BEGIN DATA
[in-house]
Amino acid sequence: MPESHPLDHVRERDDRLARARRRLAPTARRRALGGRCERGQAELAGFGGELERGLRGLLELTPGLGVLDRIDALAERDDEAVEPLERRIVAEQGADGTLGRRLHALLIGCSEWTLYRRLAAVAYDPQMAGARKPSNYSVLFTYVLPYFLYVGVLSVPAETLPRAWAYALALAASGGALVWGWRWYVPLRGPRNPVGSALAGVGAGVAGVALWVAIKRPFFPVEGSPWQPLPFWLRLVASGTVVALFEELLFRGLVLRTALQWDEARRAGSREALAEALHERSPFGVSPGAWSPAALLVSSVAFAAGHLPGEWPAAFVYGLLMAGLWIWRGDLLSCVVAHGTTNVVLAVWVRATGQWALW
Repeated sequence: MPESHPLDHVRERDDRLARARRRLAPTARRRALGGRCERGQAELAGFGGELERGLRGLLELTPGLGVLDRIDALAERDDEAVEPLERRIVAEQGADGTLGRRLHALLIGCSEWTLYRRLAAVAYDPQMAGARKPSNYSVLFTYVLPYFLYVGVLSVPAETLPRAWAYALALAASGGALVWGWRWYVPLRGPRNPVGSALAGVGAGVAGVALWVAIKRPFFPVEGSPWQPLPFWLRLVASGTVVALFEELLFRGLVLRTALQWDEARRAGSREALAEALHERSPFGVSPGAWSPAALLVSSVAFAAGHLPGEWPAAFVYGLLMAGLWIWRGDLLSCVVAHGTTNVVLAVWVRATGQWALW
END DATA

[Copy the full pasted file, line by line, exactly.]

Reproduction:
[in-house]
Amino acid sequence: MPESHPLDHVRERDDRLARARRRLAPTARRRALGGRCERGQAELAGFGGELERGLRGLLELTPGLGVLDRIDALAERDDEAVEPLERRIVAEQGADGTLGRRLHALLIGCSEWTLYRRLAAVAYDPQMAGARKPSNYSVLFTYVLPYFLYVGVLSVPAETLPRAWAYALALAASGGALVWGWRWYVPLRGPRNPVGSALAGVGAGVAGVALWVAIKRPFFPVEGSPWQPLPFWLRLVASGTVVALFEELLFRGLVLRTALQWDEARRAGSREALAEALHERSPFGVSPGAWSPAALLVSSVAFAAGHLPGEWPAAFVYGLLMAGLWIWRGDLLSCVVAHGTTNVVLAVWVRATGQWALW
Repeated sequence: MPESHPLDHVRERDDRLARARRRLAPTARRRALGGRCERGQAELAGFGGELERGLRGLLELTPGLGVLDRIDALAERDDEAVEPLERRIVAEQGADGTLGRRLHALLIGCSEWTLYRRLAAVAYDPQMAGARKPSNYSVLFTYVLPYFLYVGVLSVPAETLPRAWAYALALAASGGALVWGWRWYVPLRGPRNPVGSALAGVGAGVAGVALWVAIKRPFFPVEGSPWQPLPFWLRLVASGTVVALFEELLFRGLVLRTALQWDEARRAGSREALAEALHERSPFGVSPGAWSPAALLVSSVAFAAGHLPGEWPAAFVYGLLMAGLWIWRGDLLSCVVAHGTTNVVLAVWVRATGQWALW